The pandemic didn’t only halt a lot of travel plans for the Consunjis. In fact, he had to pivot his attention during the early months of the pandemic. He said the “crisis is a time to help” and with that, VCI gathered resources from family and friends (raising almost P20 million) to purchase medical-grade PPEs and hospital equipment. Victor even personally coordinated the PPE distribution to medical frontliners at various hospitals.
This kind of empathy only shows that he is more than an engaging character, proving that his desire to build homes is just the start of an exciting journey.
Gloryrose Dy-Metilla: Indigenous identity through architecture
By ZEA C. CAPISTRANO
Architects play a vital role in promoting the culture of a place. So for 34-year-old University of the Philippines Mindanao graduate Gloryrose Dy-Metilla, her life-long ambition is to “play a huge part in bringing the identity of cities in the Philippines through my architecture.”
“I’d like to make a difference in the way Filipinos see their locality. When they enter a city, it should reflect their city and not some city that looks like another city,” she said.
Gloryrose is a founding partner of Swito Designs Architects. Their team is currently working on the Department of Tourism (DOT) Region 11 Cultural Complex, which is envisioned to become the landmark for culture and arts in Mindanao.
She is also connected with the Bangsamoro Ministry of Interior and Local Government Infrastructure Projects where they work on designing the municipal halls, barangay halls, and public markets in several provinces.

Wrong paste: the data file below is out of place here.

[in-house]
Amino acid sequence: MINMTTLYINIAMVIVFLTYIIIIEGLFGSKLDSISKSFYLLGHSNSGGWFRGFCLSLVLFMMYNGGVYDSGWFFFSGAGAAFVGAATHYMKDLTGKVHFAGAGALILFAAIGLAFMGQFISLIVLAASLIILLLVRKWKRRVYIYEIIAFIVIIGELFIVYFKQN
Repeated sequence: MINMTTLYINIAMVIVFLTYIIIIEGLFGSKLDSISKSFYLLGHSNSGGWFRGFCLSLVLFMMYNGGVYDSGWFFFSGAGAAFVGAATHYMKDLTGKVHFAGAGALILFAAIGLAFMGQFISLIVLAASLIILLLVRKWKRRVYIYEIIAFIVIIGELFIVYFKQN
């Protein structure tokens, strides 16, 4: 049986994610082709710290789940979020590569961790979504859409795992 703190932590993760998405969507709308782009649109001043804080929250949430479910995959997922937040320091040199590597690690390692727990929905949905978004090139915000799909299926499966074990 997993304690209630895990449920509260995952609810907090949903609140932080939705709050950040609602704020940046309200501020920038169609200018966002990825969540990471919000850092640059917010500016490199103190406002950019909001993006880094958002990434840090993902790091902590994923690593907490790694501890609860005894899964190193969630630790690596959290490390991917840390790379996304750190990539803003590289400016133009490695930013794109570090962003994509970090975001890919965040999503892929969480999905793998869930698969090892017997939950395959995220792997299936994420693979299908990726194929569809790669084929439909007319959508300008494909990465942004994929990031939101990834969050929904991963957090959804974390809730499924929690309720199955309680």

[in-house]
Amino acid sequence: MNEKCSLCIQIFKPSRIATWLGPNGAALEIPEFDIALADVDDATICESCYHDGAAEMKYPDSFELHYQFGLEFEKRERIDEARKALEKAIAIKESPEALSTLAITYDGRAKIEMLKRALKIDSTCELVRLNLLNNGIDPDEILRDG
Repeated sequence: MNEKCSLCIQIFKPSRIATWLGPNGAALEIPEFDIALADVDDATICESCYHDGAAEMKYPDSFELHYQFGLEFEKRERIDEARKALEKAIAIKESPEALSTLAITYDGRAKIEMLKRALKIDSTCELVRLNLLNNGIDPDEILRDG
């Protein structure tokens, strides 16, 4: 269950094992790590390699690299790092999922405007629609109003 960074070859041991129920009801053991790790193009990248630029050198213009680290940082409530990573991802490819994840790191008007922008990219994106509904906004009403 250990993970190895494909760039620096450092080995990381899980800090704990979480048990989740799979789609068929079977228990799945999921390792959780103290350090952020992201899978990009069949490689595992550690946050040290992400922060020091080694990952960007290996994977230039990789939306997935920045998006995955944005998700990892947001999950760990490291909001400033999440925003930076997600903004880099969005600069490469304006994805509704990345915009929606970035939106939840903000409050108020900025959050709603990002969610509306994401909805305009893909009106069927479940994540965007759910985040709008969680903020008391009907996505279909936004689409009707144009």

She is also the editor-in-chief of Filipina Architect Resource Magazine, and aims to help popularize Mindanao architecture to all Filipinos “so that there may be a pride of place in terms of pre-colonial architecture.”
She also wants to use the elements and principles of Filipino indigenous architecture to contemporary practice, and take these to the global scene.
Gloryrose finished her Masters in Urban and Cultural Heritage at the Melbourne School of Design of the University of Melbourne in 2018 in Victoria, Australia. She is currently taking up her doctorate in Philosophy in Management at the University of Mindanao.
She believes there is a limitation in showing Mindanao design’s diversity because there is “lesser research and resources.”
“Right now, we only see the Maranao design and some indigenous weaves from Tboli tribes, etc.,” she said. To address this, she said more data on design is needed for it to “be contemporized in the proper manner.”
“Mindanao architecture is more than just weaves and patterns. It is more of a way of life and how each detail has meaning to the one inside the architecture. For me, the intangible aspect marries the tangible aspect when it comes to Mindanao Architecture,” she added.
Gloryrose said people “tend to find their identity in architecture such as that of Mindanao architecture.” “The love for identity never goes away.”